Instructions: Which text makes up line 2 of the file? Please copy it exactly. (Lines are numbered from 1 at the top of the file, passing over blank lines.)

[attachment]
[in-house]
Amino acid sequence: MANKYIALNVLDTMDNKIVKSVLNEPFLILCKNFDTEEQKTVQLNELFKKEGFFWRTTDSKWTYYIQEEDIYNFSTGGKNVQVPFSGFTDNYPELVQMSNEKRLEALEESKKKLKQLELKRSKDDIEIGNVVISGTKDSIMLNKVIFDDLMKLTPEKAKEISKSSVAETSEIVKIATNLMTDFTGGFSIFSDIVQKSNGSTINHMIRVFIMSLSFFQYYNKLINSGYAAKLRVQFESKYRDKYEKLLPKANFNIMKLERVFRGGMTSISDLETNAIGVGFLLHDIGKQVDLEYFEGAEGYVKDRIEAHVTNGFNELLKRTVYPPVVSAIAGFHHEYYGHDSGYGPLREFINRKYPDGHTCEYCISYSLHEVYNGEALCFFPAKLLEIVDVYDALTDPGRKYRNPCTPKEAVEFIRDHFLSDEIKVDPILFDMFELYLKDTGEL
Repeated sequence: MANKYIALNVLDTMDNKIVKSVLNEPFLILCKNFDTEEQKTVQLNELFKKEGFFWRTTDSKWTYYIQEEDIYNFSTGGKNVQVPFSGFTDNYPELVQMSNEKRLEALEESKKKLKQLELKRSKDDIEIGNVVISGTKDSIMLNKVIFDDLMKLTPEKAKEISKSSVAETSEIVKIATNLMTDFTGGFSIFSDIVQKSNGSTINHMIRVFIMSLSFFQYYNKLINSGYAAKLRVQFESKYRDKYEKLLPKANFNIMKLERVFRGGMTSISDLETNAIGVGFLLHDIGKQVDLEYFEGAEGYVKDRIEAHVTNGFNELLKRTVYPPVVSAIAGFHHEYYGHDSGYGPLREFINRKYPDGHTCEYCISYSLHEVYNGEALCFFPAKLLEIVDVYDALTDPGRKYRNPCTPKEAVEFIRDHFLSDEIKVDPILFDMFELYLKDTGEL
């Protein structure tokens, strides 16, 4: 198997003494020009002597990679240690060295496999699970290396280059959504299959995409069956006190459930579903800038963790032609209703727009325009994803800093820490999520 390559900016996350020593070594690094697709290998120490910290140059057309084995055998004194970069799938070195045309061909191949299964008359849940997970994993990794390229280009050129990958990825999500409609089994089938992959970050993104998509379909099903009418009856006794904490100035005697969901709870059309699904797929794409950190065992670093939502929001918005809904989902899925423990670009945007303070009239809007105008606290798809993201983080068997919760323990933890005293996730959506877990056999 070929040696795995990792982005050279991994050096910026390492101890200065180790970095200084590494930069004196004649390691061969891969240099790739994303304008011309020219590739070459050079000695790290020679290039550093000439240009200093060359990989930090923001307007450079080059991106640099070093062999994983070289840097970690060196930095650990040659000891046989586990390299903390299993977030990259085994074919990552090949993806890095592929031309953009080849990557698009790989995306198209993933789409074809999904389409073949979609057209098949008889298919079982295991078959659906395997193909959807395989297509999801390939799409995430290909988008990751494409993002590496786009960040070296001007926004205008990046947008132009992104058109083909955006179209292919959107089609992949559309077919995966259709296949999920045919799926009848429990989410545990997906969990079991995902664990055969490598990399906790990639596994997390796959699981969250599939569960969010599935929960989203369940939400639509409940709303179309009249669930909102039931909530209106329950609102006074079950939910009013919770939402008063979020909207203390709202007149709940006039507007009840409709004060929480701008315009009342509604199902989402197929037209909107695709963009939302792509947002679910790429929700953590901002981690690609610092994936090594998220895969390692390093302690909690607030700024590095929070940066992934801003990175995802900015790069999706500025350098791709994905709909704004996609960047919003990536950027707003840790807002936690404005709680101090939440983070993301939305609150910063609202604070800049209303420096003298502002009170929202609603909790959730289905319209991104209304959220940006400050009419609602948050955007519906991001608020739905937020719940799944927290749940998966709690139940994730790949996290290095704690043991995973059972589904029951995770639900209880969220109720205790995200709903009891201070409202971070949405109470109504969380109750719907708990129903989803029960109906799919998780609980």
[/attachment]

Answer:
Amino acid sequence: MANKYIALNVLDTMDNKIVKSVLNEPFLILCKNFDTEEQKTVQLNELFKKEGFFWRTTDSKWTYYIQEEDIYNFSTGGKNVQVPFSGFTDNYPELVQMSNEKRLEALEESKKKLKQLELKRSKDDIEIGNVVISGTKDSIMLNKVIFDDLMKLTPEKAKEISKSSVAETSEIVKIATNLMTDFTGGFSIFSDIVQKSNGSTINHMIRVFIMSLSFFQYYNKLINSGYAAKLRVQFESKYRDKYEKLLPKANFNIMKLERVFRGGMTSISDLETNAIGVGFLLHDIGKQVDLEYFEGAEGYVKDRIEAHVTNGFNELLKRTVYPPVVSAIAGFHHEYYGHDSGYGPLREFINRKYPDGHTCEYCISYSLHEVYNGEALCFFPAKLLEIVDVYDALTDPGRKYRNPCTPKEAVEFIRDHFLSDEIKVDPILFDMFELYLKDTGEL